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Death Panels, Progressive Style

Health care reform?

At the top of my email this morning, one headline stood above all others. From Jane Hamsher at FDL Action, this urgent message:

The Senate’s health care bill must be killed.

It is an ungodly mess of errors, loopholes, and massive giveaways. When the American people find out what’s actually in this bill, they will revolt. Congress and President Obama have no choice but to do better for health care than this bill.

Not so much, Jane. There’s a lot not to like in this round of legislation, but killing it is the equivalent of a death panel for people like me. [Update: Ezra Klein answers each of the 10 reasons with facts.]

David Sirota joins the panel of judges with this:

We can feel free to risk sending a bad bill down to defeat in the cause of making it better — because we know that the bill in its current, non-improved form is bad. And from that stand, we may get more progressive concessions before this thing is finally done. Just as the old dynamic was based on buying Lieberman’s vote with insurance/drug industry concessions, this new Dean dynamic could means progressives forcing the leadership and the White House to, say, add back a public option back into this final bill as price for progressive votes.

Jane Hamsher at least carries the authority of her own experience battling breast cancer with her and a genuine desire to carry a torch toward improving the system for everyone. David Sirota just genuinely thinks if we all stand up and throw a far-right-size hissy fit, we might get more.

Yesterday I was taken to task privately for ‘caving’ to the Senate compromise instead of ‘fighting back’. The logic went like this: When Howard Dean called for the bill to be killed last week, what he was REALLY saying was to fight for more progressive concessions, and by not supporting him (and in fact, criticizing him) I was selling out progressive values to insurance companies and fat-cat lobbyists.

If a call to kill the bill is REALLY intended to be a pressure play, a roadmap for exactly how to mislead people who trusted what I said would have been helpful, similar to the one that went out from Frank Luntz to the right-wingers last summer. It is a character flaw of mine, this belief that if I say something I ought to actually mean it, and if I’m going to start using far-right wing memes to push the debate in one way or the other, there had better be a damn good reason to do it. But really, there is no reason compelling enough for me to ever start using teaparty memes to put progressive pressure on Congress.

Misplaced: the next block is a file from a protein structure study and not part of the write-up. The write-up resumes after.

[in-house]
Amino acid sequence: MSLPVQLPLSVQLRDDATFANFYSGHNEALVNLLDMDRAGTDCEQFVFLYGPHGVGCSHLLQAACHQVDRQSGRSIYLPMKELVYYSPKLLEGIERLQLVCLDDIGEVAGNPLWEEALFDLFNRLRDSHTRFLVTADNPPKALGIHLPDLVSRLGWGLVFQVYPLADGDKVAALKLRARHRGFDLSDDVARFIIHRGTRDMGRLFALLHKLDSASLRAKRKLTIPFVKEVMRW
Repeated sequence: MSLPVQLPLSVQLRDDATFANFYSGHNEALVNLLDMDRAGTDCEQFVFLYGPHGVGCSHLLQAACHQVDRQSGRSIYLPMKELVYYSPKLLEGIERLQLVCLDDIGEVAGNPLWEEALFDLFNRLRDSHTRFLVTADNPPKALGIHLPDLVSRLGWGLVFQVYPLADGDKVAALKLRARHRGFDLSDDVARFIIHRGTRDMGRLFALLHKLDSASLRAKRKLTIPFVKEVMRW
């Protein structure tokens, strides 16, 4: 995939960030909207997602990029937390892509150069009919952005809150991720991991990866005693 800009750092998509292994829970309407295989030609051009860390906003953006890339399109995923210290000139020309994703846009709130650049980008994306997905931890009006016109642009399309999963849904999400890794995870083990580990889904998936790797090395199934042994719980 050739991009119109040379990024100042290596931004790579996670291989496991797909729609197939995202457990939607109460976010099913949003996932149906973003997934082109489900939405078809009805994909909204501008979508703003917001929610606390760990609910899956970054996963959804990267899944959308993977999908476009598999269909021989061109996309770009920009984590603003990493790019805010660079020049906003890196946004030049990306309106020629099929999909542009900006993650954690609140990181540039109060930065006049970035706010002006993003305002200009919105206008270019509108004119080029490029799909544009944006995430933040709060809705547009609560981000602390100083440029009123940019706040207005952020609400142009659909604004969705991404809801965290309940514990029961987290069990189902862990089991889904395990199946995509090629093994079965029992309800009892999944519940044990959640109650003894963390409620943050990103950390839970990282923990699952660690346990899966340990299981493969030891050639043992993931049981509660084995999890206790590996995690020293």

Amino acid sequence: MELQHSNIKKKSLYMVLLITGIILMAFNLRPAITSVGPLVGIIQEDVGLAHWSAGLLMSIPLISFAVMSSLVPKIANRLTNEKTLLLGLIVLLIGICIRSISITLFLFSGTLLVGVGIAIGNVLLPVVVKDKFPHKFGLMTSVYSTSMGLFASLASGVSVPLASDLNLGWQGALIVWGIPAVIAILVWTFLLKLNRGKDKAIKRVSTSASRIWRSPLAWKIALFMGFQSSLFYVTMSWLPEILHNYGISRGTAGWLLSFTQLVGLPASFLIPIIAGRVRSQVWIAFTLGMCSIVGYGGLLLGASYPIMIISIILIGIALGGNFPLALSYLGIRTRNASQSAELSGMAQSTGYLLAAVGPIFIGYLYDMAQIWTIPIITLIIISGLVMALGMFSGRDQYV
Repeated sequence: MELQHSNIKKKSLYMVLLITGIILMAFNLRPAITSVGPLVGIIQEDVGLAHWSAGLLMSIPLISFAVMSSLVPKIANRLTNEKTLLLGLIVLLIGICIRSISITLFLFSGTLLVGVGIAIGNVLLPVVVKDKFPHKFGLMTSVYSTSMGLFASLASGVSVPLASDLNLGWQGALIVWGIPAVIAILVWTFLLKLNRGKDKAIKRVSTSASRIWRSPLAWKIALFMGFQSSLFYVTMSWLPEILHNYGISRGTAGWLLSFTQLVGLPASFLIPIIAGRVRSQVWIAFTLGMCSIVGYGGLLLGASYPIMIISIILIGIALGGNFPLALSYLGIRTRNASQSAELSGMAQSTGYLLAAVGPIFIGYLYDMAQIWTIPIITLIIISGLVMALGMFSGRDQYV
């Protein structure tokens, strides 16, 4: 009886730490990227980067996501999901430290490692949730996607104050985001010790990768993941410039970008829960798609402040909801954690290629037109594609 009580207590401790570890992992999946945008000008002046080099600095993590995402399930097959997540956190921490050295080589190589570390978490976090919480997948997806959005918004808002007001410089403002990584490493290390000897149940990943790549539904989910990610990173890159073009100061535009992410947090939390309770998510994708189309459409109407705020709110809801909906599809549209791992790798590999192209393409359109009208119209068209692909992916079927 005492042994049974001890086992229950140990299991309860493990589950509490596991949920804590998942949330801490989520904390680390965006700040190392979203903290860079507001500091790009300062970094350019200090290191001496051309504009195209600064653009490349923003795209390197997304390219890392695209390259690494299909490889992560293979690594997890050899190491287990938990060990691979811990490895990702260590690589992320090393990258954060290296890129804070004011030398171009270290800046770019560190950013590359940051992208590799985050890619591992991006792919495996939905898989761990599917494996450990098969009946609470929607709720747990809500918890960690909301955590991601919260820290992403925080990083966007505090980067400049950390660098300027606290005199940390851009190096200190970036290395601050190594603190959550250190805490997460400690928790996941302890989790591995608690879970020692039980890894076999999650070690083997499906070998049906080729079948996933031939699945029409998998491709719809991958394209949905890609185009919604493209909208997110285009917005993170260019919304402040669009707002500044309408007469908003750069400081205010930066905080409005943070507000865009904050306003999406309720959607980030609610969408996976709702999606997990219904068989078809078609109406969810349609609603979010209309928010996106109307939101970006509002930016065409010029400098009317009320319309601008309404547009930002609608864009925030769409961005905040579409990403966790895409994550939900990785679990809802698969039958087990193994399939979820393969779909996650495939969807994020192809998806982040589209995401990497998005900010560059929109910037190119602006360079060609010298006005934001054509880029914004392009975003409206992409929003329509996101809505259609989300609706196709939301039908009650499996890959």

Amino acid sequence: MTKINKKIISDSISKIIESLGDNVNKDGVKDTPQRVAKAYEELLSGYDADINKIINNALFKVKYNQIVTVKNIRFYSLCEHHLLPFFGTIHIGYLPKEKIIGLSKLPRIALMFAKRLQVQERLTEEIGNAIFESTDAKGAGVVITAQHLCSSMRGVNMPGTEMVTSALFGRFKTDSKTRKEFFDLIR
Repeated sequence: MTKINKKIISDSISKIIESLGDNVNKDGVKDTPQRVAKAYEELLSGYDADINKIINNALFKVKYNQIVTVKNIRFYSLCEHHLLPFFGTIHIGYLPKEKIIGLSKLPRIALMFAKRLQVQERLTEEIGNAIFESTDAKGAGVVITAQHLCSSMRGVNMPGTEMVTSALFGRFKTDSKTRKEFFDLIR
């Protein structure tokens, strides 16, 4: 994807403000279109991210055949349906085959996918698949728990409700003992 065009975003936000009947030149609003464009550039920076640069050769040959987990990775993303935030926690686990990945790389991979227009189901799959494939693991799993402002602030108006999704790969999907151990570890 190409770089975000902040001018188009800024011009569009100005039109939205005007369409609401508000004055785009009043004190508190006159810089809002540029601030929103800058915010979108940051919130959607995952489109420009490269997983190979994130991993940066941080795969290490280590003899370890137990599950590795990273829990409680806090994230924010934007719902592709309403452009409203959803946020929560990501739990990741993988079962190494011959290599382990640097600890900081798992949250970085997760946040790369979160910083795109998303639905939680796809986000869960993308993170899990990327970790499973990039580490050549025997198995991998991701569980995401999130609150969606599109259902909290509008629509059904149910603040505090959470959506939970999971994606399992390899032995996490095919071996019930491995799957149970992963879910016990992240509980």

In fact, hell would really have to freeze over first, and I am not referring to the weekend blizzard in Washington DC. That’s as intellectually dishonest as the furor over death panels, rationing, and socialist takeovers of health care.

In the world Hamsher and Sirota live in, an unholy alliance forged with the likes of Grover Norquist and Phyllis Schafly is perfectly justified, as long as they share a common goal. In this respect, perhaps I am more of a purist than they, since I believe that there is a line that should not be crossed. Overall ideological differences still matter. It is one thing to craft a compromise. It’s entirely another to crawl in bed for a one-issue stand with the same people who funded the tea party movement and crafted terms like “death panels” and “government takeover of health care”.

Yet, for Hamsher and Sirota, this is a perfectly rational response to their perception that the current Senate bill is so terribly awful that it should just be killed dead. They somehow justify this rationale by thinking they can come back around in 2010 to a bill that more closely resembles what they want.

I ask this: In what alternate universe do they reside? The New Republic’s Jonathan Cohn injects a dose of reality into the discussion, as does Nate Silver, the new media guru of statistical political analysis. If they couldn’t get it on the first, best try, what fantasyland do they think will give it to them on the second one, with an entrenched right wing and a divided left wing?

It’s clear to me that there is such deep anger over the very idea of insurance companies not being completely destroyed by this effort at health care reform that progressives like Hamsher and Sirota want to destroy those who are currently struggling in the name of an ideal.

I would like for them to tell Brenda the waitress why the bill should be killed. The immediate Medicaid expansion will cover her medical needs. Or David, whose son Woody will immediately receive the care he needs without his family worrying about caps on the cost of his care.

If Brenda and Woody’s story aren’t enough, maybe they could explain it to all of the people who wrote their stories here.

History is a fabulous teacher. It teaches us that Truman, Nixon, Carter and Clinton paid dearly for failing to get health care reform passed. We are now TWO cloture votes and one up-or-down vote away from having a bill that will ultimately go to President Obama to sign. No President has accomplished this in the first year of his first term as President.

Killing the bill is the equivalent of a death panel for the ranks of the uninsured, the unemployed, the US economy, and progressive values. Only by organizing and mounting a campaign to IMPROVE the bill will we rise. We fall if it dies.

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